For a year-and-a-half prior to Boggabri Coal's request, council had not sought action against the camp.
In the business paper for the 21 January vote, Hood acknowledged that:
'The inspection of the camp did not reveal any evidence of public nuisance [and the camp] does not appear to be obstructing or encroaching on the road.'
However, 11 days after Boggabri Coal wrote to Hood, 'with a view to official discontinuation of the protestors’ presence' and five days after they urged 'the authorities to enforce the removal of these camps and persons', the Council voted to do exactly that.
These events could be explained several ways. But it’s difficult to avoid wondering whether the $8.7 million contribution from Boggabri Coal to Narrabri Shire Council – via a 2012 VPA, according to the project approval conditions – could be a factor in the Council's actions. Not to mention the continuing 7.5c per tonne of coal extracted and the annual 25,000 tonnes of free gravel.
It’s not hard to see how it could happen.
To put the total VPA contribution in context, the combined political donations declared to the Australian Electoral Commission (AEC) in 2013/14 by the NSW Liberals, Nationals, Labor and Greens was $5,042,022.
It’s clear that many political donations slip under the radar, but at least some of them must be declared openly on the AEC register, which is easily searchable on the Democracy For Sale website. Of course, such semi-transparency doesn’t stop donations from influencing political decisions, but public knowledge of who’s paid whom is essential to limiting corruption.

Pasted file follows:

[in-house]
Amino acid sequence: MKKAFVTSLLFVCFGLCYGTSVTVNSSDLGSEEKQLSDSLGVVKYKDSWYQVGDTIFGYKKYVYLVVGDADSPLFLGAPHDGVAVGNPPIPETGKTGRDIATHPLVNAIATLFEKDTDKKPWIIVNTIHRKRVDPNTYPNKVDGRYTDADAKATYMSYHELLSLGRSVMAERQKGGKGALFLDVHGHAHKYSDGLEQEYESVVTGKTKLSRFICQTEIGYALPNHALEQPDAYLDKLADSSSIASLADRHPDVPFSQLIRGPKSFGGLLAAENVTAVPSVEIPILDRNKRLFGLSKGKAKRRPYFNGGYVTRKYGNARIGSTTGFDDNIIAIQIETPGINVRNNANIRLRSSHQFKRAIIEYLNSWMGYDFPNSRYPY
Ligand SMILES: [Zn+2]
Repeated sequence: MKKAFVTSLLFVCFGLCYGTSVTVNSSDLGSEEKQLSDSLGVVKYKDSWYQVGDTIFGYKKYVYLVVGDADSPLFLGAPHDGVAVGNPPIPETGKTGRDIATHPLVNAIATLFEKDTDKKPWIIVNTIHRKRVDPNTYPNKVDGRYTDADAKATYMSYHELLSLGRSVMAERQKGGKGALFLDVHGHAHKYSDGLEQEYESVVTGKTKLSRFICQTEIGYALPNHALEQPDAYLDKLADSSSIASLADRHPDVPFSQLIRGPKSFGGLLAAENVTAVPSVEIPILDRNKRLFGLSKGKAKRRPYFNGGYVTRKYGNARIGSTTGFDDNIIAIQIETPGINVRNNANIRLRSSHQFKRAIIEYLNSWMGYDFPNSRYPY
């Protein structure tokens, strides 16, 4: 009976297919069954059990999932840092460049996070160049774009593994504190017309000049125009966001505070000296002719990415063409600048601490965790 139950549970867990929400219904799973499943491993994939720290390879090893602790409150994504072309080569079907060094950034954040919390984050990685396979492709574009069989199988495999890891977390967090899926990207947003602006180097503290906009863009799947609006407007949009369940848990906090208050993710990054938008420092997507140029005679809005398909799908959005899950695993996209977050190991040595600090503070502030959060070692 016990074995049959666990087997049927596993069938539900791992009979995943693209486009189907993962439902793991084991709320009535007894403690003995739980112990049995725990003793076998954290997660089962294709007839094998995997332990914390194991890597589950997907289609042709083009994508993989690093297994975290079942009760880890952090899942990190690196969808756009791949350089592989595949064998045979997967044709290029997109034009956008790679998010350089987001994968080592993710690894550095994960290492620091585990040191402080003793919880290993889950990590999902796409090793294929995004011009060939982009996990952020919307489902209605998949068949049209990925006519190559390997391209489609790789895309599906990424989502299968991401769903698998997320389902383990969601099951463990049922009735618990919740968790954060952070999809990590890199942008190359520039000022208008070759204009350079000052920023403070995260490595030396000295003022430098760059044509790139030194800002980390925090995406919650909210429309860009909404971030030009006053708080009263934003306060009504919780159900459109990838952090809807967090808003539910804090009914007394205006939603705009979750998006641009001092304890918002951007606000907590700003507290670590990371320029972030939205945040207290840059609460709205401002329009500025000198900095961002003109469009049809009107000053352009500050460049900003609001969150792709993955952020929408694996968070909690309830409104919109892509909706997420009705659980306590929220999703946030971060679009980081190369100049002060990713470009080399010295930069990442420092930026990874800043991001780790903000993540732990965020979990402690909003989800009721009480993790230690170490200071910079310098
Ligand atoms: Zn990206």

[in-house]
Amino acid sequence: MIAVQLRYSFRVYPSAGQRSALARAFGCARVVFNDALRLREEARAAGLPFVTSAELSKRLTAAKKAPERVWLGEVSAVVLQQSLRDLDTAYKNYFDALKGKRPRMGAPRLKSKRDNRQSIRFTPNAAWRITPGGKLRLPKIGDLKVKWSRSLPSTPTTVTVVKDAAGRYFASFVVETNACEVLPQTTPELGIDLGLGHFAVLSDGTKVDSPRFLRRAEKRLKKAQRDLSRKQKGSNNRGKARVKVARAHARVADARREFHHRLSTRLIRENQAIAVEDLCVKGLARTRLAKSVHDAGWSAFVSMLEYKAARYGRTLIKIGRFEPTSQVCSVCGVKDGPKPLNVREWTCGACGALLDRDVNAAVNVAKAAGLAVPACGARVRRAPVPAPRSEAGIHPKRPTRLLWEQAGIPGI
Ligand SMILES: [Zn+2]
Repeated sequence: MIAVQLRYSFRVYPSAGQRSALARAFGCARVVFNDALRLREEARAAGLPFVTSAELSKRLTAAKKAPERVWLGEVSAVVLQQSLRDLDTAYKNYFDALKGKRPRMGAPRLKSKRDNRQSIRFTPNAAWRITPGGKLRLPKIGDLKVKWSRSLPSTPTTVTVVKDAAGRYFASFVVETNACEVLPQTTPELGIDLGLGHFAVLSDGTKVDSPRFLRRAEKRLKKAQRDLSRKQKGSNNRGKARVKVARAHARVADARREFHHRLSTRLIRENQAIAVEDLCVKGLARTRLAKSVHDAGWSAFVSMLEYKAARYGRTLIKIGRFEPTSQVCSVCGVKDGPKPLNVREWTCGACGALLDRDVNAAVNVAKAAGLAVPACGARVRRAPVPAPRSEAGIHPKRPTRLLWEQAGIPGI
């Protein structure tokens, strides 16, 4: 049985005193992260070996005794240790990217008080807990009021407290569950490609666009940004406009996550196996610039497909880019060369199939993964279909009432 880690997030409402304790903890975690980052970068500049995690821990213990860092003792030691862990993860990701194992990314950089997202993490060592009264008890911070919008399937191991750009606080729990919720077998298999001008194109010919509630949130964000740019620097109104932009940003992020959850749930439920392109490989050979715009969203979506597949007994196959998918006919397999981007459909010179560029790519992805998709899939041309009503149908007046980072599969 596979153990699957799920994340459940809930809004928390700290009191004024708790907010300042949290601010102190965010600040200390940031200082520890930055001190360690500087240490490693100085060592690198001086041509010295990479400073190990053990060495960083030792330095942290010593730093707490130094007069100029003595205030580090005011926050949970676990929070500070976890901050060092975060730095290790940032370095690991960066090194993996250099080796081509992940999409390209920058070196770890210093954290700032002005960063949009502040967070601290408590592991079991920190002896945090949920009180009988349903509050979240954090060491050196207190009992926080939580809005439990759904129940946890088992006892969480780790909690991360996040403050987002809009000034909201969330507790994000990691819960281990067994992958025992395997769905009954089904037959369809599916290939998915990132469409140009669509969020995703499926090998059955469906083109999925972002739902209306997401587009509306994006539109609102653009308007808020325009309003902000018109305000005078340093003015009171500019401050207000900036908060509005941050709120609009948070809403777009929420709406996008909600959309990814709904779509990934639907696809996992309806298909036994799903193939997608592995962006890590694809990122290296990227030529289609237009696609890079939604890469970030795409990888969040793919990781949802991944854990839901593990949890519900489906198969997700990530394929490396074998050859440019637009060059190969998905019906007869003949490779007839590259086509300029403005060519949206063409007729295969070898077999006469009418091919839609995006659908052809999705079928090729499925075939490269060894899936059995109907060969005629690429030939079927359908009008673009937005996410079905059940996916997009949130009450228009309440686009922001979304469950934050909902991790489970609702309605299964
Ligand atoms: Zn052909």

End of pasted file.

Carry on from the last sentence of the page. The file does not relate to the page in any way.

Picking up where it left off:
VPA contributions aren’t technically political donations — they fund councils, not specific councillors or parties. So they’re not listed on political donations registers. They’re also not subject to councillors’ “Declarations of Pecuniary or Non-Pecuniary Interests” — even though the payment per tonne of coal gives Narrabri Council a financial interest in the continuing productivity of the mine.
Councils are required to give public notice of, as well as a 28 day inspection period for, proposed VPAs. After that, they must include a progress report on VPAs in each council annual report. However, once the initial 28 days has passed, unless you’re willing to trawl through every council annual report, or submit potentially costly GIPA requests, it’s very easy not to know the scale or source of VPA contributions.
We’ll probably never know why Narrabri Council really decided to evict the protestors. But from a citizen’s eye view, VPAs appear to be a poorly understood source of money for political influence — an opaque but legal avenue for companies to contribute to council coffers and consequently “distort” decision-making in favour of the company, at the expense of the public interest.
Which raises another question. How many NSW councils does this affect?
This work is licensed under a Creative Commons Attribution-NonCommercial-NoDerivs 3.0 Australia License